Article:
New Zealand have an opportunity to win their maiden Test series in England © Getty Images
New Zealand have an opportunity to win their maiden Test series in England © Getty Images

New Zealand take on England in a two-Test series at Lord’s and Headingley. Though their record in England in whites might not be which would inspire them, Nikhil Popat believes this is their best chance to beat England and pens down his reasons for the same.
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England will host New Zealand for two Tests to kick off a long summer. The hosts, like most teams in recent past, have been good at home. New Zealand do not quite have a good record in whites in England. They have won just four out of 52 Tests they have played in England, losing 29 and drawing 19. In fact, New Zealand have not managed to beat England in England since 2000. They have not won a rubber against England in this period either, having lost four of the six Test series played between the two sides and drawing two. READ: Martin Guptill hits form ahead of his return to Test cricket

2001/02 New Zealand Drawn 1-1 (3)
2004 England England 3-0 (3)
2007/08 New Zealand England 2-1 (3)
2008 England England 2-0 (3)
2012/13 New Zealand Drawn 0-0 (3)
2013 England England 2-0 (2)

The above table though is not surprising. They make England overwhelming favourites to win the Test series, but things may not quite be that easy this time around for England to run through New Zealand.  The 2-0 whitewash over New Zealand at their den was humiliating. Brendon McCullum will be eager to avenge that, and his team have the best chance of upstaging the English in this millennium. READ: England scared of terrific twins, Tim Southee and Trent Boult: UK media


England had demolished New Zealand in the 2013 rubber. It was a tour when New Zealand went past 200 just twice. Their highest score was 220 in the second Test which they lost by a whopping margin of 247 runs. But the Kiwis have turned a corner since then, if we have a look at their batting numbers after that Test series. They have better numbers compared to the Englishmen. The following table illustrates the same.

Kane Williamson 14 25 1649 242* 74.95 51.27 6 7
Gary Ballance 11 19 1060 156 62.35 48.98 4 5
Joe Root 19 34 1666 200* 59.5 51.45 5 7
Ross Taylor 14 25 1127 217* 59.31 55.57 4 4
Brendon McCullum 15 25 1411 302 56.44 71.26 5 0

(Minimum 1,000 Test runs, from May 29, 2013)

McCullum has not only revitalised his team but also himself as a batsman. Along with Kane Williamson, he will be key for New Zealand as they take on a team which seems to be struggling mentally to cope with the off the field drama. For England, Gary Ballance and Joe Root have been the obvious stars and continue to remain the main stem of England’s batting line-up.


In bowler-friendly conditions, swing bowlers have enjoyed success. It is no rocket science that the opening bowlers from either team have been superb.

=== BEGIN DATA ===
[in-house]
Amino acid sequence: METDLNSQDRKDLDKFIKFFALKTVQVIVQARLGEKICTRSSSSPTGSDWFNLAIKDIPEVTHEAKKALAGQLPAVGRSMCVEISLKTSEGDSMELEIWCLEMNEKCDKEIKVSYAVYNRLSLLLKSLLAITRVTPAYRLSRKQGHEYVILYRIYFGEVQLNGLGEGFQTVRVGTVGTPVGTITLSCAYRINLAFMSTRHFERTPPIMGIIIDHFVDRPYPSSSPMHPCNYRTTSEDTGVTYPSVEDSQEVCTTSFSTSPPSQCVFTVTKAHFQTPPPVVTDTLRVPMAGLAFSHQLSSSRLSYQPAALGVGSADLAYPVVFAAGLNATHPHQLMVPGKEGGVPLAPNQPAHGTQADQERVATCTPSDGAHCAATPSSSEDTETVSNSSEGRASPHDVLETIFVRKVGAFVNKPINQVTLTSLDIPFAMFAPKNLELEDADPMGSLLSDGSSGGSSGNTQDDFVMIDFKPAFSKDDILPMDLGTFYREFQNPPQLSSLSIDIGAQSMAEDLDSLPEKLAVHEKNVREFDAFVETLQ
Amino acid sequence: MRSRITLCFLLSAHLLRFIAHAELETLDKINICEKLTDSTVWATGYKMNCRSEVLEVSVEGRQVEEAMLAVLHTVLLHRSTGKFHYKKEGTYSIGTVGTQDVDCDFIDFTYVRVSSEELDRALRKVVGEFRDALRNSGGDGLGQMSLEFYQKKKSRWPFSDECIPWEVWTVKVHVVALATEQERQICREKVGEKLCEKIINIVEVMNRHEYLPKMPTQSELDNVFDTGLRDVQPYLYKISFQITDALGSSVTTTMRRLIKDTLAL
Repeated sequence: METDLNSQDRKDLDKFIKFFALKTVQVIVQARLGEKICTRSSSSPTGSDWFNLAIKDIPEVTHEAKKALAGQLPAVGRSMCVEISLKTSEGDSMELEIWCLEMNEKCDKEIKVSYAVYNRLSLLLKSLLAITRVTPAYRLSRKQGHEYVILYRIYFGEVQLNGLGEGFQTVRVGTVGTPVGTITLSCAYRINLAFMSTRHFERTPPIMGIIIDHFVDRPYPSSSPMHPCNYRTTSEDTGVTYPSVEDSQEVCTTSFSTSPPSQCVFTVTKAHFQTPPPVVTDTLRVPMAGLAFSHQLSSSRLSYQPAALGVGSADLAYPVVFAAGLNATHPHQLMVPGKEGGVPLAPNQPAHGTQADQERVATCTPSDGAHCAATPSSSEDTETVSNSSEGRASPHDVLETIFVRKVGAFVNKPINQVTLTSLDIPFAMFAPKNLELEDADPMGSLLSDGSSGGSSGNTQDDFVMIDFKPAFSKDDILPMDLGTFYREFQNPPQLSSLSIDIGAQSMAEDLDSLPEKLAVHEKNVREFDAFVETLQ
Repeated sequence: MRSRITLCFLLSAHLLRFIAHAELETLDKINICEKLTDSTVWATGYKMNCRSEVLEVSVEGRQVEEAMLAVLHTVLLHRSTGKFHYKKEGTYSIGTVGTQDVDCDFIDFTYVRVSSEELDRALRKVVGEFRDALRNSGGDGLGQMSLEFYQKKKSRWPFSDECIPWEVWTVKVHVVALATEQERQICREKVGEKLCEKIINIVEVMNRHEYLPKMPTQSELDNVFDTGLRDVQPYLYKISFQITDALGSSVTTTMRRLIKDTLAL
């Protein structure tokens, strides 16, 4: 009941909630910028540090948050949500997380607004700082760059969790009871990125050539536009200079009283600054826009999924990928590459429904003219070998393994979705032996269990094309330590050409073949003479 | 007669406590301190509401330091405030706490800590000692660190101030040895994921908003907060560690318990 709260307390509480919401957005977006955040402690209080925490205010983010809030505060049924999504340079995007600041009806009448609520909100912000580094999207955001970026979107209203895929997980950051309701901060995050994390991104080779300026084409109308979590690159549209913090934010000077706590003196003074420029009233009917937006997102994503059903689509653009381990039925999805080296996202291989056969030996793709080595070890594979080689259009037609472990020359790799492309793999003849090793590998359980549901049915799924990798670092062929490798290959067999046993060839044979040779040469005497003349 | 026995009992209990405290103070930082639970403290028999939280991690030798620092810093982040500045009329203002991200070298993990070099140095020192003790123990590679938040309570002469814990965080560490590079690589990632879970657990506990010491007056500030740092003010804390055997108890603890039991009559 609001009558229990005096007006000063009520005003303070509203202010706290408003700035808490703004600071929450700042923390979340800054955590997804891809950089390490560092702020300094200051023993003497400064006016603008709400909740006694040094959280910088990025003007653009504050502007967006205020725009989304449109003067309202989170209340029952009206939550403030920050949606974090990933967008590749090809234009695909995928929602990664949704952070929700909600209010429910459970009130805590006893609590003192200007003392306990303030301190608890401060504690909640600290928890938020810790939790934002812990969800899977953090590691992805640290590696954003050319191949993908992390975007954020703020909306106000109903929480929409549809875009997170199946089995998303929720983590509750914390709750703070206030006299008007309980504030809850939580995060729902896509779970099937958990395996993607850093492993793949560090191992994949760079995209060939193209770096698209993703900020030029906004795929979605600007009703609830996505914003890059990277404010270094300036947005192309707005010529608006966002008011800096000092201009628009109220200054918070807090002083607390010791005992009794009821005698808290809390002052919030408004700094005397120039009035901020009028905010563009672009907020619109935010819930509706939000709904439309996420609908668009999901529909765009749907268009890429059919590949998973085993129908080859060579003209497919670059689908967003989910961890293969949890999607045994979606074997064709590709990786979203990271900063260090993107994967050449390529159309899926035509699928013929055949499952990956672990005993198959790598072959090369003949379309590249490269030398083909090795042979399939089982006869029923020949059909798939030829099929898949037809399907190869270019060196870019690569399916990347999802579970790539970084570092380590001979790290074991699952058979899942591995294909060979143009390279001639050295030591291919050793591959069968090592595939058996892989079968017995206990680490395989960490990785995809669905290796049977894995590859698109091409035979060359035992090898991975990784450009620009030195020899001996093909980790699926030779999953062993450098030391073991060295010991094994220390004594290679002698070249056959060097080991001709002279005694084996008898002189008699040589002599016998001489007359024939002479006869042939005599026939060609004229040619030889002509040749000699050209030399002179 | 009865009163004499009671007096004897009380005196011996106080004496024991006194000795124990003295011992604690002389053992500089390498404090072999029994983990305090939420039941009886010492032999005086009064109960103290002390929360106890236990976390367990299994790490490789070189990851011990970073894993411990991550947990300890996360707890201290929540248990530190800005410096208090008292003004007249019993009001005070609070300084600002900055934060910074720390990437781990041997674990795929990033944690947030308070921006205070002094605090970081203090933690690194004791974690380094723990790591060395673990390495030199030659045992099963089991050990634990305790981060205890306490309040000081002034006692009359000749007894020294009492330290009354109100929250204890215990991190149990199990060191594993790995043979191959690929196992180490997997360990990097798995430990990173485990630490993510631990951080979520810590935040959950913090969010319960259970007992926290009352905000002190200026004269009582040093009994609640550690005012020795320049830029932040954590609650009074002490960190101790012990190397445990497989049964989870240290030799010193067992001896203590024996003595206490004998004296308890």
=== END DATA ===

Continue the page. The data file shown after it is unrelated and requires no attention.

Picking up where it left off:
Tim Southee 13 26 53  4/19 2.71 24.77 0
Trent Boult 15 30 61 6/40 2.8 26 1
James Anderson 20 40 90 6/42 2.89 26.05 4
Stuart Broad 20 38 79 6/25 2.99 27.6 4
Neil Wagner 8 16 34 5/64 3.5 29.41 1

The pair of Tim Southee and Trent Boult has inflicted most of the damage for New Zealand with the swinging ball. Though James Anderson has been the best bowler for England, it is due to the lack of bowling support to him that England have lost many Tests post the home series against New Zealand against 2013.

Stuart Broad has somewhat tapered off since then. His bowling has lost pace and ever since he was hit by a Varun Aaron bouncer, on his nose, his batting has taken a severe beating and his low confidence is more than evident.

New Zealand can pounce on this particular aspect since it was Broad who ran through them taking 12 wickets from four innings at 15.91 in that particular series. If the Kiwis apply themselves well the West Indians had, the English attack may well be exposed.

England have also struggled a lot is the spin department. Moeen Ali had a ‘dream’ bowling series against India, but England know they need a quality spinner to back up the pacers.

Captaincy and team approach:

It is not a surprise that New Zealand are doing well off late, their change in leadership has reaped rich rewards. Since that tour to England, New Zealand have lost just two out of the 15 Tests. The following table depicts how good the Black Caps have been in whites since that series in England.

2013-14 Bangladesh (Away) Drawn 0-0 (2)
2013-14 West Indies (Home) New Zealand 2-0 (3)
2013-14 India (Home) New Zealand 1-0 (2)
2014 West Indies (Away) New Zealand 2-1 (3)
2014-15 Pakistan (Away) Drawn 1-1 (3)
2014-15 Sri Lanka (Home) New Zealand 2-0 (2)

The series against India and Pakistan were very special. When it looked like New Zealand could lose to India, McCullum played the knock of his life to score a triple and they saved the game.  When they toured UAE later, it looked like Pakistan would trounce them all ends up — given that they had thrashed Australia 2-0 just before that. New Zealand showed supreme resolve to draw the series and leave UAE with heads high.

McCullum’s aggressive approach has been key to New Zealand’s fortunes. If he continues to lead the way he has in the recent past, England are in for some serious contest. The upcoming series will certainly not turn out to be one-sided. However, Baz will need his team to back him up with bat and ball. If they strike England as a team, the world may see more important ‘issues’ troubling England.

(Nikhil Popat is a cricket lover and a PotterHead. He can be followed on Twitter @CricCrazyNIKS)